In Case You Missed It – This Week’s News
The world is on lockdown. So where are all the carbon emissions coming from?
Okay, we have two for this one…
“A 5.5-percent drop in carbon dioxide emissions would still be the largest yearly change on record, beating out the financial crisis of 2008 and World War II. But it’s worth wondering: Where do all of those emissions come from? And if stopping most travel and transport isn’t enough to slow down climate change, what will be?”
“‘I think the main issue is that people focus way, way too much on people’s personal footprints, and whether they fly or not, without really dealing with the structural things that really cause carbon dioxide levels to go up,’ said Gavin Schmidt, a climatologist and the director of the NASA Goddard Institute for Space Studies in New York City.”
Yes, individual actions add up – that’s why every vote and call or email to your representative counts, but it’s also undeniable that our individual choices aren’t enough to reduce emissions levels enough to combat the worst impacts of climate change. We need the biggest polluters to own up and start cutting their footprint by drastic levels.
Renewable energy topped coal in US for 40 days straight
“Wind, solar and hydroelectricity have produced more electricity than coal since March 25, according to data from the U.S. Energy Information Administration analyzed by the Institute for Energy Economics & Financial Analysis (IEEFA). That tops the previous record of just nine consecutive days of renewables beating out coal in power generation.”
It’s important to look toward renewables as solutions! If you want to learn more, check out our Outdoor State of Mind Series recording with Bay.wa r.e. Solar Projects CEO Jam Attari and endurance athlete Joe Grant.
How to Combat Climate Depression
“The only way to combat this kind of depression may also be the only way to combat the Depression now threatening our economy: an all-encompassing, society-wide effort to build out renewable energy, retrofit houses and offices for energy efficiency, and safeguard and nurture our remaining working ecosystems. If we don’t do it fast, then the gloom of young people will be justified—and it’s hard to think of a more powerful indictment of older generations than that.”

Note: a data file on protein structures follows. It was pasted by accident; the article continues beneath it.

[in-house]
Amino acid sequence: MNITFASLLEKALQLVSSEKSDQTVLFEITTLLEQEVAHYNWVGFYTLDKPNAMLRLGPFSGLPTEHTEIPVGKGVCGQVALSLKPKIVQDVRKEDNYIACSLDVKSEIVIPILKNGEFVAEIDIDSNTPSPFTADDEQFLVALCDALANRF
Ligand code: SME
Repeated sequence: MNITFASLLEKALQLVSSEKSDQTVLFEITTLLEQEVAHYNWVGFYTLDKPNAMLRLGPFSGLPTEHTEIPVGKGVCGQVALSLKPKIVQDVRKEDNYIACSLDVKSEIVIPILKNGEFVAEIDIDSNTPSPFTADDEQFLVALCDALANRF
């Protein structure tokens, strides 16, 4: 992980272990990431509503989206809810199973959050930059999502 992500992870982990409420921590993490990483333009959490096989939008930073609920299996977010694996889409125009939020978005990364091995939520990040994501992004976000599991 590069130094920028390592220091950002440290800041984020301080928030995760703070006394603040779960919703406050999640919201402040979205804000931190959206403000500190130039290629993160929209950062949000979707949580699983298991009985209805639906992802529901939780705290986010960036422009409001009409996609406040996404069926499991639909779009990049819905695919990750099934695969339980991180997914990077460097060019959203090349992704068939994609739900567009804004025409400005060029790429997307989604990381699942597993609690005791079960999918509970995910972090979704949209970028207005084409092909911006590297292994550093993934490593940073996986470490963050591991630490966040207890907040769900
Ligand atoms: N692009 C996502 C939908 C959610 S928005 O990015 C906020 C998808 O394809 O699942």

It’s hard not to feel like you’re in a constant sinkhole of bad news. We feel it too. But you’re not alone, and there are tons of other people working with us to work against climate change. Rally with those people, make a plan, take action and try to educate others along the way. Action is ALWAYS better than inaction.
It’s Hard To Think About Climate Change During A Pandemic. Here’s How To Stay Engaged
“Another classic: denying that the problem is happening or believing that a silver-bullet solution will save us all.”
It may be hard for you or someone you know to take in all the information about climate change, but it’s important to understand your emotions around the issue, and determine what you can bring to the table, and how you want to use your voice.
NEED TO KNOW TOPICS
Billions Could Live in Extreme Heat Zones Within Decades, Study Finds
“And it turns out that if climate change remains on the current track, then a lot more will change in the coming 50 years than have changed in the past 6,000.
‘It’s a kind of no-go area to talk about climate migration,’ Dr. Scheffer said. But the possibility that hundreds of millions of people may be forced to move to cooler areas means that society ‘needs to think about how we can accommodate as much as we can.”
It’s important to underline 1,000 times over that environmental change doesn’t just lead to economic impacts, but dramatic social and political impacts as well. Climate justice has to be an important consideration in any decisions a country or continent makes. Want to learn some of the basics of environmental and climate justice? Check out the NAACP’s page here.
“The bulk of the rollbacks identified by the Times have been carried out by the Environmental Protection Agency, which repealed and replaced the Obama-era emissions rules for power plants and vehicles; weakened protections for more than half the nation’s wetlands; and withdrew the legal justification for restricting mercury emissions from power plants.”
The governmental group that quite literally has PROTECTION in its name (the EPA), is doing the opposite, and it’s messed up. This is a must-read.